PS: How has the plan design evolved to give your employees the best outcome?

Sacks: We’re a software company that’s been around for about 20 years. We have all knowledge workers, with an average age of 44, and average salary over $100,000. Many of our employees have been with us almost the entire time and new hires are generally midcareer employees.

A couple years ago we hired an external investment adviser to work with our investment committee to make sure that we were making the right decisions regarding plan funds. With ADP, we have no limitations as to which fund families we can add and we wanted to do our due diligence in fulfilling our fiduciary obligation to have quality funds at the best price possible.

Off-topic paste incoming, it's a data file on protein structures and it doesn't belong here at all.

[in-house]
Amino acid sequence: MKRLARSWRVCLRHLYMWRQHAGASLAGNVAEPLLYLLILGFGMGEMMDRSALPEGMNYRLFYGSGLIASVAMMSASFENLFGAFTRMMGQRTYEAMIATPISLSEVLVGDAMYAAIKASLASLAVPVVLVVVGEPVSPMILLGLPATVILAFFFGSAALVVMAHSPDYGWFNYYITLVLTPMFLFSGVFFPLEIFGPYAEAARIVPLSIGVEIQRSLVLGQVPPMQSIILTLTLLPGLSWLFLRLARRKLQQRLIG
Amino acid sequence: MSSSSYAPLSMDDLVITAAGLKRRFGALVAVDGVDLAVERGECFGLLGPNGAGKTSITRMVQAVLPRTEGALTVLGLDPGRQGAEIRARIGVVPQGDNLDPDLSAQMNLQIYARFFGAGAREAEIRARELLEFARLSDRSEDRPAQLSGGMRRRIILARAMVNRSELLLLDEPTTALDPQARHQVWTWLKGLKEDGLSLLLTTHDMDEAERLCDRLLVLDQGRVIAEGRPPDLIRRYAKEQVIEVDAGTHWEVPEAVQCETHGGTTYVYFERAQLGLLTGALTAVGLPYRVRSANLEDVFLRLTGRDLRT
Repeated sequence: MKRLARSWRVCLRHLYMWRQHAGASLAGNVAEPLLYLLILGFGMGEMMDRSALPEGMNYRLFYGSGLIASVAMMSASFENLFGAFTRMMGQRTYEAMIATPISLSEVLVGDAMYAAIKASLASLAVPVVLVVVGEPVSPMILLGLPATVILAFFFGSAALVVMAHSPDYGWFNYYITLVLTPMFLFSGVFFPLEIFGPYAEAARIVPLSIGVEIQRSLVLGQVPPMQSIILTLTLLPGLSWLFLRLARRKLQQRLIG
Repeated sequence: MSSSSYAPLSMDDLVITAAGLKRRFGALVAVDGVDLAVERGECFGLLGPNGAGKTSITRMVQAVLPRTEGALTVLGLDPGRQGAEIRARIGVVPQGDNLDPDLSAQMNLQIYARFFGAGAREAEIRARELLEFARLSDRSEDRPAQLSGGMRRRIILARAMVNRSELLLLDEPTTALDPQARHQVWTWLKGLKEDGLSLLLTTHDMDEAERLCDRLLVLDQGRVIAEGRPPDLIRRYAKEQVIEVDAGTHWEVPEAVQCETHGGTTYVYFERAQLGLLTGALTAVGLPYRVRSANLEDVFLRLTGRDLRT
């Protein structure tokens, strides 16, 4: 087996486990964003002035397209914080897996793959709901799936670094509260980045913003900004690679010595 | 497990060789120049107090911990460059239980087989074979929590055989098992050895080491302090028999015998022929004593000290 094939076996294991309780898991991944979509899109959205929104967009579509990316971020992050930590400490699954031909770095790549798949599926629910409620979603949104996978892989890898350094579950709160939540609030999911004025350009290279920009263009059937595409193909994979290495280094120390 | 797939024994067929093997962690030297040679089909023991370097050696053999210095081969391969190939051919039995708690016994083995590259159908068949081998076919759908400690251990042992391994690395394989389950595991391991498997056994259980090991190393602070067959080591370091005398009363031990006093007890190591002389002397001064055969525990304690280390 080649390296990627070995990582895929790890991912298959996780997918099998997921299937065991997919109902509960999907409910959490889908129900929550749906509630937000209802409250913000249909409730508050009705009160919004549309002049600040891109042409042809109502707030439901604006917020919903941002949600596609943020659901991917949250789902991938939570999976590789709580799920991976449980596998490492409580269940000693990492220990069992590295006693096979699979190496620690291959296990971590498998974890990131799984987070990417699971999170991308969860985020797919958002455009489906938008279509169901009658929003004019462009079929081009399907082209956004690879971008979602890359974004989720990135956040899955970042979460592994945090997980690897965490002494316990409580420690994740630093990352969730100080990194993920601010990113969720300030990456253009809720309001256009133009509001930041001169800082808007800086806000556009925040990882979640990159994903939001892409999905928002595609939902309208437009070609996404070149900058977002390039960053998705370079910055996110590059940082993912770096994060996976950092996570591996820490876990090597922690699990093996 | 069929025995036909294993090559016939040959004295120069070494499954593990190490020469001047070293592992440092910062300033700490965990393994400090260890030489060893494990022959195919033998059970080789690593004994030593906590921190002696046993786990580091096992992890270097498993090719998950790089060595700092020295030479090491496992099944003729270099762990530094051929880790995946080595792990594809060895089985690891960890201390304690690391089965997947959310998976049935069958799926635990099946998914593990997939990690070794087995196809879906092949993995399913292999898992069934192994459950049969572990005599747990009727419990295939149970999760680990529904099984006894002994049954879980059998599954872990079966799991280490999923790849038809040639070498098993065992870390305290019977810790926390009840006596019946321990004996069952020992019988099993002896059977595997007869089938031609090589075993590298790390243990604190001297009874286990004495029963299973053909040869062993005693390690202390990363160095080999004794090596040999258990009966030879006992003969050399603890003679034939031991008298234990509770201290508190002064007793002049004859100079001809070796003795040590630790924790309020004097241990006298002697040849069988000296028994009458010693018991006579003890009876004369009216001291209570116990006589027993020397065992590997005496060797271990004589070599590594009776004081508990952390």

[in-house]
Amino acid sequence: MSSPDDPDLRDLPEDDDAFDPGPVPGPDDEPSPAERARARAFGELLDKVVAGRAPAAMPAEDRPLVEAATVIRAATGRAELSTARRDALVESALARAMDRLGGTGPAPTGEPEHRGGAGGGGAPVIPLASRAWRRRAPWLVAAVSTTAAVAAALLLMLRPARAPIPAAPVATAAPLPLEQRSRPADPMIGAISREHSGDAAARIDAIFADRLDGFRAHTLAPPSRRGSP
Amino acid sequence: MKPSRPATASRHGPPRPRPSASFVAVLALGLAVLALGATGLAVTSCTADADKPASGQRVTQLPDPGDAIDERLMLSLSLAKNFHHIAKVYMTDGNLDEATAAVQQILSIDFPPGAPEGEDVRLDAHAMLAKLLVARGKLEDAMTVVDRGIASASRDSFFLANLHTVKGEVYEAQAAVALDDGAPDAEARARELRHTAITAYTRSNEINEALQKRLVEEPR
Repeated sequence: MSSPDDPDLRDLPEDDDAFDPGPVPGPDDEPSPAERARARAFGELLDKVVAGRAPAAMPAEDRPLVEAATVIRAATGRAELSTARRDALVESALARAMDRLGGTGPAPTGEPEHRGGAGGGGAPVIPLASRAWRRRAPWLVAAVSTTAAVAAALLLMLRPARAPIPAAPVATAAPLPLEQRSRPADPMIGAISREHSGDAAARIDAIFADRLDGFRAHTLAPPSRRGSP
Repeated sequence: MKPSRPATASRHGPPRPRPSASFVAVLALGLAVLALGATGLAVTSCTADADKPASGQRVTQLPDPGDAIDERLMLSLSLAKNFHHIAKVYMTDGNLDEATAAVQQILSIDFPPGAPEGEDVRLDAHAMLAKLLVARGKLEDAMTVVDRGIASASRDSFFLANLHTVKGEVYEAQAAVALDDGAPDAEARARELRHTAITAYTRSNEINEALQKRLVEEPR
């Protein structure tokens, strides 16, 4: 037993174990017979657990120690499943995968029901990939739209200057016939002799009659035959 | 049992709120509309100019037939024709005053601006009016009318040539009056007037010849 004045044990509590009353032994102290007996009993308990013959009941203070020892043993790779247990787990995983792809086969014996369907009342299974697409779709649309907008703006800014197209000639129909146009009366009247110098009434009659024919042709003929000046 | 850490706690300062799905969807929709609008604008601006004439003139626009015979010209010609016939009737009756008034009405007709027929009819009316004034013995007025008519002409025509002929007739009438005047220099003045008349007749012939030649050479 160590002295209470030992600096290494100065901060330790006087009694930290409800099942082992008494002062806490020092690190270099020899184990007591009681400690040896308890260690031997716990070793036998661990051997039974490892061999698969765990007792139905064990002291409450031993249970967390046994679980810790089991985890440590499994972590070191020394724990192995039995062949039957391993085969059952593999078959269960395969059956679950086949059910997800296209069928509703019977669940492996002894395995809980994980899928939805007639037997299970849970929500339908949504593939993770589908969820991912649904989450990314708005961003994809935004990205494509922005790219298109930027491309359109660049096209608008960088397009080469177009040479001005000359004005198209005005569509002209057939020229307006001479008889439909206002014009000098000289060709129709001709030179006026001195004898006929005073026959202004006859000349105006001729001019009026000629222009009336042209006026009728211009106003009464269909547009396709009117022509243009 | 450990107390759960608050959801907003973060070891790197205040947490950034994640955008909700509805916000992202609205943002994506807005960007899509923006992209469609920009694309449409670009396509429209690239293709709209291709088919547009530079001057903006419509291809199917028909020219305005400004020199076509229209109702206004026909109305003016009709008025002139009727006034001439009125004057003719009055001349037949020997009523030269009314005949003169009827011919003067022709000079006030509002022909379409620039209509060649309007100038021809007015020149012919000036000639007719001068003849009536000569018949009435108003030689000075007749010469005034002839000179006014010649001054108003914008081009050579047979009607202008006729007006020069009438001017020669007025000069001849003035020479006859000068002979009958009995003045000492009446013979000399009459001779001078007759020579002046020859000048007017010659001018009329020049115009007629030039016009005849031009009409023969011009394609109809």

About four years ago we had 75% participation. Although those in the plan deferred close to 10%, employees who didn’t enroll upon joining us succumbed to inertia. So we added an auto-enroll feature for new employees, a year ago January and included
existing employees.

If they weren’t participating, we enrolled them for 6%; only 16 people opted-out. We also added an auto-escalation feature of 1% that operates each April 1, to coincide with merit increases. 

Popular with our high-earning employees has been an after-tax feature that they can use after maxing out on their annual limits each year. Finally, for those who say, “You  don’t have the funds I would like,” we have a self-directed brokerage.

We went from under $20 million in assets to almost $44 million now, so the plan has more than doubled. That is largely because more people participate and at very strong levels, including some highly compensated employees [HCEs].